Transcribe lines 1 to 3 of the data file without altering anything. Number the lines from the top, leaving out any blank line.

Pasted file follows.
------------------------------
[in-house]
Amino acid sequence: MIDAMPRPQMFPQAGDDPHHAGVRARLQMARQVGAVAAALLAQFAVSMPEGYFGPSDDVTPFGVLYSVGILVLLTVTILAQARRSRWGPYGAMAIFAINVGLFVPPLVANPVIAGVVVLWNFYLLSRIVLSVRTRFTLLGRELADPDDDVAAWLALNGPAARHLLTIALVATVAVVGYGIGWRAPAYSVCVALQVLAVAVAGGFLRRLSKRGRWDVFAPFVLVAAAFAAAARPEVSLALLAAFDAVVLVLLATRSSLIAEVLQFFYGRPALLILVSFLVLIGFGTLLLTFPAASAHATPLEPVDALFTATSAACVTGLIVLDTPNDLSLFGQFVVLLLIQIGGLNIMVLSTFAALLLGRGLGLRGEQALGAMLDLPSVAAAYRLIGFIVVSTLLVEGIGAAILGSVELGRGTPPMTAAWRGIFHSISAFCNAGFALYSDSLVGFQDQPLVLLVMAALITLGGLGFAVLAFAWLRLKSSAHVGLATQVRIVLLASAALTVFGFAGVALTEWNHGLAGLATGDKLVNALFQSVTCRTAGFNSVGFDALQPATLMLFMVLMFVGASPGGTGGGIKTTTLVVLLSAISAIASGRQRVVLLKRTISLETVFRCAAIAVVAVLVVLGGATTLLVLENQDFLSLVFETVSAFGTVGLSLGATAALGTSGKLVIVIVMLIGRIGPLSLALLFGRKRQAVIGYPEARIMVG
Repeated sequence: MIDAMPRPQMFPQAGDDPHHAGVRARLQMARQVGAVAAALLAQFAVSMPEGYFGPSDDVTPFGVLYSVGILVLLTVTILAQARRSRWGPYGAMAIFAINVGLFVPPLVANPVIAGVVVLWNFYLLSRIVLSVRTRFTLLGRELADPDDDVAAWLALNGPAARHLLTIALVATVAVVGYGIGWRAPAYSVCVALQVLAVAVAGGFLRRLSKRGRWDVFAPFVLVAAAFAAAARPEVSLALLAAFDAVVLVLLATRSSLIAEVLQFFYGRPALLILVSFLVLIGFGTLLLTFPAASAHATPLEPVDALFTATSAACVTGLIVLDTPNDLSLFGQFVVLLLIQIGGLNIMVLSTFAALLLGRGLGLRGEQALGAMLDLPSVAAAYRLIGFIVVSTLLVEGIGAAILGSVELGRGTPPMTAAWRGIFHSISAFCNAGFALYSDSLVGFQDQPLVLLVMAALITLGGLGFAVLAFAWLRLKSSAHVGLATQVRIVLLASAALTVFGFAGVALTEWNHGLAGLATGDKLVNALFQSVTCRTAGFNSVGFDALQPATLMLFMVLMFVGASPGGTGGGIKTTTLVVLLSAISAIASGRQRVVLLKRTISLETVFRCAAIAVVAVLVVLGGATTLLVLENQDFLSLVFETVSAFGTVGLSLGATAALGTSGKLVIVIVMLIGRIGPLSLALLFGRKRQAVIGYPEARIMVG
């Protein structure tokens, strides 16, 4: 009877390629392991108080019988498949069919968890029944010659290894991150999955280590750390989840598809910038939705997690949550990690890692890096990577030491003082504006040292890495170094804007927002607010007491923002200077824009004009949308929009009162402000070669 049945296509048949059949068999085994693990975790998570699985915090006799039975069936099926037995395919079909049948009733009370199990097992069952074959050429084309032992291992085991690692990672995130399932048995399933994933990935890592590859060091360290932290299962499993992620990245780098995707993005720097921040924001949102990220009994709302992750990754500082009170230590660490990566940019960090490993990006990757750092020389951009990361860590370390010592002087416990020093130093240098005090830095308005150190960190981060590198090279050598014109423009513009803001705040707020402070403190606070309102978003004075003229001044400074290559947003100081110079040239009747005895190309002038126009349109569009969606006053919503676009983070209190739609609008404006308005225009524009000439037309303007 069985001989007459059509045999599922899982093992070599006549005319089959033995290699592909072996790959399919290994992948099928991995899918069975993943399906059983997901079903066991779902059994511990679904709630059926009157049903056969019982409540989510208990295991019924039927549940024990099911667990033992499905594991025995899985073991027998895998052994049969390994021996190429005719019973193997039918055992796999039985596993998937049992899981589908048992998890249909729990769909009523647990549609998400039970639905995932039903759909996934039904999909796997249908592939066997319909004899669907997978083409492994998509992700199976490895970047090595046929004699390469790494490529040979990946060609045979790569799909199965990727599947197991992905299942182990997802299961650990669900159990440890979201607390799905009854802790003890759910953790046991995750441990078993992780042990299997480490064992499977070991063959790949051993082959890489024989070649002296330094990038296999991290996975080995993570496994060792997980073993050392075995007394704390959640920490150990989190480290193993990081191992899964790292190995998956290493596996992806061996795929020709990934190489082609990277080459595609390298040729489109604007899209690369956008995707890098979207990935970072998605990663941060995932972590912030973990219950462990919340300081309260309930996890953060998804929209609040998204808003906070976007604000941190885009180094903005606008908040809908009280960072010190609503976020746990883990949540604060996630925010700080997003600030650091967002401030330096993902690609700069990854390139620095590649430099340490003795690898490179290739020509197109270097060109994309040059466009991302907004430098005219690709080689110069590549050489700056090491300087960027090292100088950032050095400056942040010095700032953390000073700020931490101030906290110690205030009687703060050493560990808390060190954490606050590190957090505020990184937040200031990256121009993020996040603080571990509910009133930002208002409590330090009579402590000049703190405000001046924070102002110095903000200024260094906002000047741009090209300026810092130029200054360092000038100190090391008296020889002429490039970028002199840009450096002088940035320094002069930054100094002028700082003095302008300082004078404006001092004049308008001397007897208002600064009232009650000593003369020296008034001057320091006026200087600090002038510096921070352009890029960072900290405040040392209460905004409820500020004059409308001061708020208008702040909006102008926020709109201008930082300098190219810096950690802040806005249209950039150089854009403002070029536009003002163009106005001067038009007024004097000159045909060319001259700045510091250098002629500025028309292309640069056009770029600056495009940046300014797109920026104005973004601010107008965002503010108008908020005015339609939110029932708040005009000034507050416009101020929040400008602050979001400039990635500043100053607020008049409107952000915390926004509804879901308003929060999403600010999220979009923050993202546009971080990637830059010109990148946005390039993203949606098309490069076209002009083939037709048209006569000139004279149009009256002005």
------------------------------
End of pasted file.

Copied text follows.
[in-house]
Amino acid sequence: MIDAMPRPQMFPQAGDDPHHAGVRARLQMARQVGAVAAALLAQFAVSMPEGYFGPSDDVTPFGVLYSVGILVLLTVTILAQARRSRWGPYGAMAIFAINVGLFVPPLVANPVIAGVVVLWNFYLLSRIVLSVRTRFTLLGRELADPDDDVAAWLALNGPAARHLLTIALVATVAVVGYGIGWRAPAYSVCVALQVLAVAVAGGFLRRLSKRGRWDVFAPFVLVAAAFAAAARPEVSLALLAAFDAVVLVLLATRSSLIAEVLQFFYGRPALLILVSFLVLIGFGTLLLTFPAASAHATPLEPVDALFTATSAACVTGLIVLDTPNDLSLFGQFVVLLLIQIGGLNIMVLSTFAALLLGRGLGLRGEQALGAMLDLPSVAAAYRLIGFIVVSTLLVEGIGAAILGSVELGRGTPPMTAAWRGIFHSISAFCNAGFALYSDSLVGFQDQPLVLLVMAALITLGGLGFAVLAFAWLRLKSSAHVGLATQVRIVLLASAALTVFGFAGVALTEWNHGLAGLATGDKLVNALFQSVTCRTAGFNSVGFDALQPATLMLFMVLMFVGASPGGTGGGIKTTTLVVLLSAISAIASGRQRVVLLKRTISLETVFRCAAIAVVAVLVVLGGATTLLVLENQDFLSLVFETVSAFGTVGLSLGATAALGTSGKLVIVIVMLIGRIGPLSLALLFGRKRQAVIGYPEARIMVG
Repeated sequence: MIDAMPRPQMFPQAGDDPHHAGVRARLQMARQVGAVAAALLAQFAVSMPEGYFGPSDDVTPFGVLYSVGILVLLTVTILAQARRSRWGPYGAMAIFAINVGLFVPPLVANPVIAGVVVLWNFYLLSRIVLSVRTRFTLLGRELADPDDDVAAWLALNGPAARHLLTIALVATVAVVGYGIGWRAPAYSVCVALQVLAVAVAGGFLRRLSKRGRWDVFAPFVLVAAAFAAAARPEVSLALLAAFDAVVLVLLATRSSLIAEVLQFFYGRPALLILVSFLVLIGFGTLLLTFPAASAHATPLEPVDALFTATSAACVTGLIVLDTPNDLSLFGQFVVLLLIQIGGLNIMVLSTFAALLLGRGLGLRGEQALGAMLDLPSVAAAYRLIGFIVVSTLLVEGIGAAILGSVELGRGTPPMTAAWRGIFHSISAFCNAGFALYSDSLVGFQDQPLVLLVMAALITLGGLGFAVLAFAWLRLKSSAHVGLATQVRIVLLASAALTVFGFAGVALTEWNHGLAGLATGDKLVNALFQSVTCRTAGFNSVGFDALQPATLMLFMVLMFVGASPGGTGGGIKTTTLVVLLSAISAIASGRQRVVLLKRTISLETVFRCAAIAVVAVLVVLGGATTLLVLENQDFLSLVFETVSAFGTVGLSLGATAALGTSGKLVIVIVMLIGRIGPLSLALLFGRKRQAVIGYPEARIMVG